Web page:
Initial Jobless Claims Dropped, But Unadjusted Claims Soared

This morning the government reported that initial jobless claims decreased by 25,000 from last week’s upwardly adjusted 295,000 to 270,000. Sounds like good news, right? Well, not really.

The real story, however, is how the DOL is doing all it can to smooth the noise, because in the week ended December 1, Not Seasonally Adjusted Initial Claims soared by 139,678 – the highest since January, to a whopping 498,619. Compare this to the SA number of 370,000, and one can see why in the aftermath of Sandy, it is quite clear that between hurricane distortions and seasonal adjustments, the headline number is completely meaningless. Confirming this was the surge in Continuing Claims, which ripped from 2,835,671 to 3,301,200, an increase in continuing claims of 465,529, or nearly half a million, in one week! (Read More)

Oh, and more than 100,000 ran out of unemployment benefits, so they won’t be counted in the unemployment rate and will probably wind up filing disability claims.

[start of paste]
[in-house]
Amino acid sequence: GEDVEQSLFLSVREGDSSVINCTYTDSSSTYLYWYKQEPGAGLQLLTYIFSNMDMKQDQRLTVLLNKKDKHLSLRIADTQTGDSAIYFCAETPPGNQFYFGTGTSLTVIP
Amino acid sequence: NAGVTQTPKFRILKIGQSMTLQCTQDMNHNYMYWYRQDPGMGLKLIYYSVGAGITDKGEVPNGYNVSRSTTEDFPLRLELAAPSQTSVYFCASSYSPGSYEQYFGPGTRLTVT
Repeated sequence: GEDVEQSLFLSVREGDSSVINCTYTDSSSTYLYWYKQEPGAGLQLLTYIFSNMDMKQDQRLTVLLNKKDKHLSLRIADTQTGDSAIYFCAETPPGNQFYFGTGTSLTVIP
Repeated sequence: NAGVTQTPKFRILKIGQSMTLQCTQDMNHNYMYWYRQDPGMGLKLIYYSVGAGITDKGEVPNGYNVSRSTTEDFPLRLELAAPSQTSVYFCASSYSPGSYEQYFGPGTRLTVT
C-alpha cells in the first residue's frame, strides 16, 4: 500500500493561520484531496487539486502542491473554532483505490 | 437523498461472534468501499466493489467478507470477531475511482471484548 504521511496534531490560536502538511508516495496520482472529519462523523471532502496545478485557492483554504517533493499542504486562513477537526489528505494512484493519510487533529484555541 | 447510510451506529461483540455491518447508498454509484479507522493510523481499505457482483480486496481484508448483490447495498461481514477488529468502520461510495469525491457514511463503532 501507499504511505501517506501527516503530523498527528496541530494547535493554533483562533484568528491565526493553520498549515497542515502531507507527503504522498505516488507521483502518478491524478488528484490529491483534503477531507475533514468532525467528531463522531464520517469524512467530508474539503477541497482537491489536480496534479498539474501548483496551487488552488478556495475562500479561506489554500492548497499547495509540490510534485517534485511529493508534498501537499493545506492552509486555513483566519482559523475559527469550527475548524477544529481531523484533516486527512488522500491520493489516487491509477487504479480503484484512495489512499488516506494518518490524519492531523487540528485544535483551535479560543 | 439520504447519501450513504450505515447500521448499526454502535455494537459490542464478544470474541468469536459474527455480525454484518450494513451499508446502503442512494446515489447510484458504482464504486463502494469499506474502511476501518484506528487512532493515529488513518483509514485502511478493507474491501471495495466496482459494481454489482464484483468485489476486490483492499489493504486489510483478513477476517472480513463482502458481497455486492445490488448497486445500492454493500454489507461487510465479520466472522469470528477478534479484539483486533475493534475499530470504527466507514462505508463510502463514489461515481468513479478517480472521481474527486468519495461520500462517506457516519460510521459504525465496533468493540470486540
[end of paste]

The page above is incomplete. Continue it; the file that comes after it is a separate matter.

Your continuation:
In related news, according to Gallup, unemployment is now up to 8.3%

U.S. unemployment, as measured by Gallup without seasonal adjustment, was 7.8% for the month of November, up significantly from 7.0% for October. Gallup’s seasonally adjusted unemployment rate is 8.3%, nearly a one-point increase over October’s rate.

They also found underemployment to be at 17.2%. I doubt the situation will improve any time soon, as the economy isn’t creating anywhere near enough jobs to give the underemployed better prospects or for the unemployed to find work. With Obama hell bent on taking us over the cliff and raising taxes things are probably going to get worse.

Update: Linked by Expose the Media – thanks!